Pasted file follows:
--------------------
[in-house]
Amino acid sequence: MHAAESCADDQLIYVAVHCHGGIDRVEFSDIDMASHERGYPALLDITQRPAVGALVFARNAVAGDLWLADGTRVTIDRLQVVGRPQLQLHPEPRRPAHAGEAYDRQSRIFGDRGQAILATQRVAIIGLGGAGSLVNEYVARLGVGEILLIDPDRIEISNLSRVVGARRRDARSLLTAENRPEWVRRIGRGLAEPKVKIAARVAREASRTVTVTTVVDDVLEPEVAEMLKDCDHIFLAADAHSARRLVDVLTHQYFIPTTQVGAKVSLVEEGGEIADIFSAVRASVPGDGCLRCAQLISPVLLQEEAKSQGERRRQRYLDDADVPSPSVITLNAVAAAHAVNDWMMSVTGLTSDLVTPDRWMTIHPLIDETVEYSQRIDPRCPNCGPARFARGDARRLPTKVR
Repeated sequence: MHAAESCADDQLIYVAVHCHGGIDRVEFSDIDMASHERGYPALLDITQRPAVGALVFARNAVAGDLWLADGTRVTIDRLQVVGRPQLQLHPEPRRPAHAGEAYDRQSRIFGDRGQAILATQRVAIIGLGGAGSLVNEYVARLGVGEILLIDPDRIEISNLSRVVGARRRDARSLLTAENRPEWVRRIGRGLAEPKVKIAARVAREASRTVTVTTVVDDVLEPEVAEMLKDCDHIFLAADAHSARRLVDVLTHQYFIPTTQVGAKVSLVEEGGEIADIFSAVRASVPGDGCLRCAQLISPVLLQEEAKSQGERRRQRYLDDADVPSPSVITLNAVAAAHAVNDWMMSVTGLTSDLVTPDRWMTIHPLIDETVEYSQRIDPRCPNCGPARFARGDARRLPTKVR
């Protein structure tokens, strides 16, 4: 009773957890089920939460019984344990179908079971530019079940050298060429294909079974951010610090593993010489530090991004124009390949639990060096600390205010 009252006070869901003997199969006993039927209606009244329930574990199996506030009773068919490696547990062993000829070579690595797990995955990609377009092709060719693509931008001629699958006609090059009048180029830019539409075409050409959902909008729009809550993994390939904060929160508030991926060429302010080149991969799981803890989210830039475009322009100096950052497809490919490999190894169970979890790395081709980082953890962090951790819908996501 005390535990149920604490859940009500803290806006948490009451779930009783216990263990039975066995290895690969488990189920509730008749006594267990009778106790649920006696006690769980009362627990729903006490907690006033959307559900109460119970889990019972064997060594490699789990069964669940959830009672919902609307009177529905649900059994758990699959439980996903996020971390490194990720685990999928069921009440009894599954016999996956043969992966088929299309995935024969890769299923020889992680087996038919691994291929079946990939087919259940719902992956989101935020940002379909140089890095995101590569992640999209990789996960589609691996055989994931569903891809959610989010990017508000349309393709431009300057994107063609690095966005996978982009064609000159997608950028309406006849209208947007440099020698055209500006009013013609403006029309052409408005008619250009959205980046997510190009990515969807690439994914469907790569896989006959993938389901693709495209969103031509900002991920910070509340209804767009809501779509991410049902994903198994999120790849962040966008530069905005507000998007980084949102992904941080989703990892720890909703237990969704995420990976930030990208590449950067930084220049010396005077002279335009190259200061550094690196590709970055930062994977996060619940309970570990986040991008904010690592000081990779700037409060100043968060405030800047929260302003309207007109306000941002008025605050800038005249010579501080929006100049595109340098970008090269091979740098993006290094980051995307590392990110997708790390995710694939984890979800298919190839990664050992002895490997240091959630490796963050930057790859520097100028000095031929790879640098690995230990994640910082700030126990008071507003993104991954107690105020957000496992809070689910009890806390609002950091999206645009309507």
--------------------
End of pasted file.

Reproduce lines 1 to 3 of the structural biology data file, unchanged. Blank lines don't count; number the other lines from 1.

[in-house]
Amino acid sequence: MHAAESCADDQLIYVAVHCHGGIDRVEFSDIDMASHERGYPALLDITQRPAVGALVFARNAVAGDLWLADGTRVTIDRLQVVGRPQLQLHPEPRRPAHAGEAYDRQSRIFGDRGQAILATQRVAIIGLGGAGSLVNEYVARLGVGEILLIDPDRIEISNLSRVVGARRRDARSLLTAENRPEWVRRIGRGLAEPKVKIAARVAREASRTVTVTTVVDDVLEPEVAEMLKDCDHIFLAADAHSARRLVDVLTHQYFIPTTQVGAKVSLVEEGGEIADIFSAVRASVPGDGCLRCAQLISPVLLQEEAKSQGERRRQRYLDDADVPSPSVITLNAVAAAHAVNDWMMSVTGLTSDLVTPDRWMTIHPLIDETVEYSQRIDPRCPNCGPARFARGDARRLPTKVR
Repeated sequence: MHAAESCADDQLIYVAVHCHGGIDRVEFSDIDMASHERGYPALLDITQRPAVGALVFARNAVAGDLWLADGTRVTIDRLQVVGRPQLQLHPEPRRPAHAGEAYDRQSRIFGDRGQAILATQRVAIIGLGGAGSLVNEYVARLGVGEILLIDPDRIEISNLSRVVGARRRDARSLLTAENRPEWVRRIGRGLAEPKVKIAARVAREASRTVTVTTVVDDVLEPEVAEMLKDCDHIFLAADAHSARRLVDVLTHQYFIPTTQVGAKVSLVEEGGEIADIFSAVRASVPGDGCLRCAQLISPVLLQEEAKSQGERRRQRYLDDADVPSPSVITLNAVAAAHAVNDWMMSVTGLTSDLVTPDRWMTIHPLIDETVEYSQRIDPRCPNCGPARFARGDARRLPTKVR